This SEDS page has a lot more information on the Crab Nebula, both historical and contemporary.
You’ll have no trouble at all enjoying these stunning new images of the Trifid Nebula. This massive star factory is so named for the dark dust bands that trisect its glowing heart, and is a rare combination of three nebula types: reflection, emission and dark nebulae. With these new images from ESO’s La Silla Observatory in northern Chile, astronomers are learning more about the early stages of stellar life, from gestation to first light.
Smouldering several thousand light-years away in the constellation of Sagittarius (the Archer), the Trifid Nebula is a favorite target for amateur and professional astronomers alike. These new images shows the heat and “winds” of newly ignited, volatile stars that stir the Trifid’s gas and dust-filled cauldron; in time, the dark tendrils of matter strewn throughout the area will themselves collapse and form new stars.
Made with the Wide-Field Imager camera attached to the MPG/ESO 2.2-metre telescope at ESO’s La Silla Observatory in northern Chile, this new image prominently displays the different regions of the Trifid Nebula as seen in visible light. In the bluish patch to the upper left, called a reflection nebula, gas scatters the light from nearby, Trifid-born stars. The largest of these stars shines most brightly in the hot, blue portion of the visible spectrum. This, along with the fact that dust grains and molecules scatter blue light more efficiently than red light — a property that explains why we have blue skies and red sunsets — imbues this portion of the Trifid Nebula with an azure hue.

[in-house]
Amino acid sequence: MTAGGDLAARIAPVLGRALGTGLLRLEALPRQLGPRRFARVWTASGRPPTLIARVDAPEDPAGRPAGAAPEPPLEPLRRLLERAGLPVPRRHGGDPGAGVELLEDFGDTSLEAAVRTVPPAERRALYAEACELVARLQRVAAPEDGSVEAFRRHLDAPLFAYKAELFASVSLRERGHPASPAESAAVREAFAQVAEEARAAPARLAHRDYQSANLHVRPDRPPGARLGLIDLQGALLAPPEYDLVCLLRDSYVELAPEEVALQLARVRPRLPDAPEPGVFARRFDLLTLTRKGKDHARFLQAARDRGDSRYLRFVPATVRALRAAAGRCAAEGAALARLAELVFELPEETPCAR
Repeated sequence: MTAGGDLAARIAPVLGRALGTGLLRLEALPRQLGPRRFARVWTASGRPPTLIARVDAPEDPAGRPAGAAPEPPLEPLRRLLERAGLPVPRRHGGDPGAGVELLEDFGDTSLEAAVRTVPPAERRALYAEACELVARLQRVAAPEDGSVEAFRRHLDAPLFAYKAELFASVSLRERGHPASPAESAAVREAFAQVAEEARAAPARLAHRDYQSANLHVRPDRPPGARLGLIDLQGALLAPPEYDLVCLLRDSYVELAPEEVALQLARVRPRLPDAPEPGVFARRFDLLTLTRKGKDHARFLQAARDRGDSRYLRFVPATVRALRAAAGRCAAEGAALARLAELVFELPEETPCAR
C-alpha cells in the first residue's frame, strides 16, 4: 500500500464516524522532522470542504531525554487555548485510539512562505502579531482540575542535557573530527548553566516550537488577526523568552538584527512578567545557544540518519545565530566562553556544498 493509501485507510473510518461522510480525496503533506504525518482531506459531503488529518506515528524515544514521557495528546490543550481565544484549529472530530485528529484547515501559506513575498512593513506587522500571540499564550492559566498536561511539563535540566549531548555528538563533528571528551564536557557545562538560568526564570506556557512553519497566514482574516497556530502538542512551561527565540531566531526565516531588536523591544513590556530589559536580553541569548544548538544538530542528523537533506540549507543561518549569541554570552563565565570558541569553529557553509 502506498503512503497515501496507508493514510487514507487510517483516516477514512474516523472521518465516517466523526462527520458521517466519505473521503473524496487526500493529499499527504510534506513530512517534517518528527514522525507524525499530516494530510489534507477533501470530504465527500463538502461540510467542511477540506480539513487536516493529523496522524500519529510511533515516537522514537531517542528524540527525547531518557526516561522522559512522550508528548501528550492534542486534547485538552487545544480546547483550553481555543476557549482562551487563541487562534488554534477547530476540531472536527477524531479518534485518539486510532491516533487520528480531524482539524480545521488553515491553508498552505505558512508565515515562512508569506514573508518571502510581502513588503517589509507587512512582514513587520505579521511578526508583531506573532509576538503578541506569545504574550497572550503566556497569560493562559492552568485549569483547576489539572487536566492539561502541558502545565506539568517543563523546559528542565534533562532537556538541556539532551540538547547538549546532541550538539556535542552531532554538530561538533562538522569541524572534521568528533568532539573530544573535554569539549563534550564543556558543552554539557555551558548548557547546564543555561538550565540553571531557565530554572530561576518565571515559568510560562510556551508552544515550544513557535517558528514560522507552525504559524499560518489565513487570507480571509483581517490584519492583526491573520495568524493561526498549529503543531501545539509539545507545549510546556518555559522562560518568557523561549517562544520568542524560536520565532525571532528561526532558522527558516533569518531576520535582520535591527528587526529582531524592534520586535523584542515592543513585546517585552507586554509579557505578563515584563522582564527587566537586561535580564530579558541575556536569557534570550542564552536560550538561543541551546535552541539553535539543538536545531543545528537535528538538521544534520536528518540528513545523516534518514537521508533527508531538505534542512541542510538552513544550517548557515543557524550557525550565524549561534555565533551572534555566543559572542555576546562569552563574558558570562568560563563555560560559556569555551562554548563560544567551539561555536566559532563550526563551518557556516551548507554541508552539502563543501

In the bottom part of the image, in the round, pink-reddish area typical of an emission nebula, the gas at the Trifid’s core is heated by hundreds of scorching young stars until it emits the red signature light of hydrogen, the major component of the gas, just as hot neon gas glows red-orange in illuminated signs all over the world.
The gases and dust that crisscross the Trifid Nebula make up the third kind of nebula in this cosmic cloud, known as dark nebulae, courtesy of their light-obscuring effects. (The iconic Horsehead Nebula may be the most famous of these). Within these dark lanes, the remnants of previous star birth episodes continue to coalesce under gravity’s inexorable attraction. The rising density, pressure and temperature inside these gaseous blobs will eventually trigger nuclear fusion, and yet more stars will form.
In the lower part of this emission nebula, a finger of gas pokes out from the cloud, pointing directly at the central star powering the Trifid. This is an example of an evaporating gaseous globule, or “EGG”, also seen in the Eagle Nebula, another star-forming region. At the tip of the finger, which was photographed by Hubble, a knot of dense gas has resisted the onslaught of radiation from the massive star.